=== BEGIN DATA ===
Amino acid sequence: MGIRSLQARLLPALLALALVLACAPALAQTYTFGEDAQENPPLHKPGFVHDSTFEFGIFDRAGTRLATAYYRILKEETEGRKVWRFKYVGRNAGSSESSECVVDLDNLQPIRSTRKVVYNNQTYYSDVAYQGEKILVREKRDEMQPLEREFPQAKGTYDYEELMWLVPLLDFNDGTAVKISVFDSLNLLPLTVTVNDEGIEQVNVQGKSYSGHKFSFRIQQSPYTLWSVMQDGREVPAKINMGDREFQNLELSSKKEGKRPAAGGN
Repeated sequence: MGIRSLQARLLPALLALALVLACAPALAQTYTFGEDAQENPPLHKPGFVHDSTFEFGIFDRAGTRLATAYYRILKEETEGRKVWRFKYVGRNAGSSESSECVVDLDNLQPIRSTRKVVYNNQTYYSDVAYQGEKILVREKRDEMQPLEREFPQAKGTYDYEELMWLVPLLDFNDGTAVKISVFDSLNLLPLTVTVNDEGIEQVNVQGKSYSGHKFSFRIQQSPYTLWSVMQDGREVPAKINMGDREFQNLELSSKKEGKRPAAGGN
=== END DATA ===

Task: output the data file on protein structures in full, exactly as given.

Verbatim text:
Amino acid sequence: MGIRSLQARLLPALLALALVLACAPALAQTYTFGEDAQENPPLHKPGFVHDSTFEFGIFDRAGTRLATAYYRILKEETEGRKVWRFKYVGRNAGSSESSECVVDLDNLQPIRSTRKVVYNNQTYYSDVAYQGEKILVREKRDEMQPLEREFPQAKGTYDYEELMWLVPLLDFNDGTAVKISVFDSLNLLPLTVTVNDEGIEQVNVQGKSYSGHKFSFRIQQSPYTLWSVMQDGREVPAKINMGDREFQNLELSSKKEGKRPAAGGN
Repeated sequence: MGIRSLQARLLPALLALALVLACAPALAQTYTFGEDAQENPPLHKPGFVHDSTFEFGIFDRAGTRLATAYYRILKEETEGRKVWRFKYVGRNAGSSESSECVVDLDNLQPIRSTRKVVYNNQTYYSDVAYQGEKILVREKRDEMQPLEREFPQAKGTYDYEELMWLVPLLDFNDGTAVKISVFDSLNLLPLTVTVNDEGIEQVNVQGKSYSGHKFSFRIQQSPYTLWSVMQDGREVPAKINMGDREFQNLELSSKKEGKRPAAGGN